Former Australia wicketkeeper Brad Haddin believes a deliberate ploy from the Black Caps to be overly friendly during the 2015 Cricket World Cup contributed to New Zealand's memorable one-wicket victory at Eden Park in Auckland.
And, in turn, Haddin says Australia's "hard but fair" response in the tournament decider played a big role in them lifting the trophy at the MCG.
As the Trans-Tasman rivals prepare to face-off in the three-match Chappell-Hadlee series, starting on Sunday, Haddin has revealed how a "strange" approach from the Kiwis unsettled the Aussie players in their Auckland thriller during the preliminary stage of last year's World Cup.
Chappell-Hadlee series: All you need to know guide
And having identified what the Aussies believed was a "deliberate tactic" from the Black Caps, they turned the tables in the final a month later.
"From the moment we'd arrived in the country, the Kiwi players had been really nice to us. Too nice," Haddin writes in newly-released autobiography My Family's Keeper of the build-up to the Auckland match.
"They were calling up guys on our team asking if they needed anything organised for them while they were in the country. They spoke nicely about us in the media.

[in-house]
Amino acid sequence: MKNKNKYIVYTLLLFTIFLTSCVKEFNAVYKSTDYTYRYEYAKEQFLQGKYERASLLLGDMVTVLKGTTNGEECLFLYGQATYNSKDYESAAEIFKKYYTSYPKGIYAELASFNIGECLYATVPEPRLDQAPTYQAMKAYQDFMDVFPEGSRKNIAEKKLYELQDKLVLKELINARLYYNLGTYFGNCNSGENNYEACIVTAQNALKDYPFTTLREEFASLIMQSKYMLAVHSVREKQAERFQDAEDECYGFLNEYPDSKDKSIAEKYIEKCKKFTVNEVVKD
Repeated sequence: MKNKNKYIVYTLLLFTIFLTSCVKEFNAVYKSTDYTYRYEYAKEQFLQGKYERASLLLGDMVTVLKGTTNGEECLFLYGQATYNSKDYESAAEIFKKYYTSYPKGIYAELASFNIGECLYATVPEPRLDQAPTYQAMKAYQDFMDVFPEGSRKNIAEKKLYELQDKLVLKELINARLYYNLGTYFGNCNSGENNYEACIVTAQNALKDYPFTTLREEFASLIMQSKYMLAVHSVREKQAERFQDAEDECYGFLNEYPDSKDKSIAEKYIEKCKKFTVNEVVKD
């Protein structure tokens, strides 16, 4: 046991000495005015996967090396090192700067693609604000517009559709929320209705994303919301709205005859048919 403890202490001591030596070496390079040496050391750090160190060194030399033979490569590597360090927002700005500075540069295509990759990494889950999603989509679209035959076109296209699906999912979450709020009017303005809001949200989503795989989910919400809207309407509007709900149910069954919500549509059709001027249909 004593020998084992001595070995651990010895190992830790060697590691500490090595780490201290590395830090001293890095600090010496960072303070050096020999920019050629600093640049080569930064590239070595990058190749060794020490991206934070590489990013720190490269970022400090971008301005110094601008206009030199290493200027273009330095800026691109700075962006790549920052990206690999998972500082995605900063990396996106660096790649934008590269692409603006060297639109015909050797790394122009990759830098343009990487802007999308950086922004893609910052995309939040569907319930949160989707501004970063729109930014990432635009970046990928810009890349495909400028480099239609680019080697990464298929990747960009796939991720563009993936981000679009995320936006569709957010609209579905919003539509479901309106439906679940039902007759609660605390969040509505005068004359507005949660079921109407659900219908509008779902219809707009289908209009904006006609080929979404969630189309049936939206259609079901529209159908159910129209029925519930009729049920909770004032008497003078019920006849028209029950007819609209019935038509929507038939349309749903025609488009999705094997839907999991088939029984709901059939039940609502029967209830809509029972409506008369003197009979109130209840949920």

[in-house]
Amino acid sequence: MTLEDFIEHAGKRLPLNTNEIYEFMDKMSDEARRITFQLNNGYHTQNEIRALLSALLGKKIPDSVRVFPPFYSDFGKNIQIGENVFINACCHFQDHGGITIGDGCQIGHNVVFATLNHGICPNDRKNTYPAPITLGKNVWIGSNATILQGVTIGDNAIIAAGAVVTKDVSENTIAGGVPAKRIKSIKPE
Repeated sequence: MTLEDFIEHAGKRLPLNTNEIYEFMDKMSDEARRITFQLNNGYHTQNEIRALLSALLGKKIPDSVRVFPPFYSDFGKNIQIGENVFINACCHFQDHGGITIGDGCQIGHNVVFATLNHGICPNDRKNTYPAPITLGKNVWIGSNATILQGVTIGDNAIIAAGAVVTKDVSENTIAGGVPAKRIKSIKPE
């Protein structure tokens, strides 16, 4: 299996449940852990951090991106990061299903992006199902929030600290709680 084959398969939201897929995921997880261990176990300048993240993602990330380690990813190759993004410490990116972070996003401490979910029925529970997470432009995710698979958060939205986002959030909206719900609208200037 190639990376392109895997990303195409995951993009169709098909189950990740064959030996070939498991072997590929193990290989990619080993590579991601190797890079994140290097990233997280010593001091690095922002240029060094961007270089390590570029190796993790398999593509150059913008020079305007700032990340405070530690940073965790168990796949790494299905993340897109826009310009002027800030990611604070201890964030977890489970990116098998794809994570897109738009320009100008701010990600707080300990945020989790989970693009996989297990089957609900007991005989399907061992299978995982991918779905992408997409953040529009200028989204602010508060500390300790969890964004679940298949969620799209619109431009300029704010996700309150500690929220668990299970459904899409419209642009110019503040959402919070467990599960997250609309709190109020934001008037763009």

"On game day when both sides walked out for the anthems they greeted us like old friends, chatting away and asking us what we'd been up to during our stay.
"They were even nice to us when we went out to bat. The whole thing felt very odd.
"Thinking over it afterwards, it occurred to me that perhaps their behaviour was a deliberate tactic to throw us off our naturally up-tempo and uncompromising style of play.
"They had got us to change the brand of cricket we played and as a result they'd beaten us. None of us wanted that to happen again."
The Australians were criticised by some on social media for their conduct during the tournament final, with several Kiwi batsmen given 'send-offs' when they were dismissed.
But given no player was sanctioned for their conduct in the final, which Australia won by seven wickets, Haddin says their approach was justified.
Quick Single: It was like a knife to the heart: Haddin
"Both teams were in the same hotel (ahead of the final)," he writes. "Following the plan we'd made, we didn't chat to the Kiwi players, didn't engage in any way.
"On the field we tried to break their focus. New Zealand is a wonderful cricketing nation but deep down they never really believe they can beat Australia.
"Despite their previous victory, we thought this was still the case and early on in the game when one of their batsmen said, 'You don't think I'm good enough to be out here,' we knew the game was ours.
"We targeted the doubts that made them vulnerable and didn't let up. But we also didn't stray outside the rules (as is obvious by the fact that no-one was fined or sanctioned).
"We played hard but fair and we reaped the reward."
Haddin's comments are sure to add some fire to the upcoming three-match series, with matches to be played in Sydney, Canberra and Melbourne.
The two sides will then face-off again in a return leg across the Tasman early next year, a series Haddin will have a direct involvement in as an assistant coach for the series.
The Black Caps are the current holders of the Chappell-Hadlee Trophy after winning the series 2-1 earlier this year.
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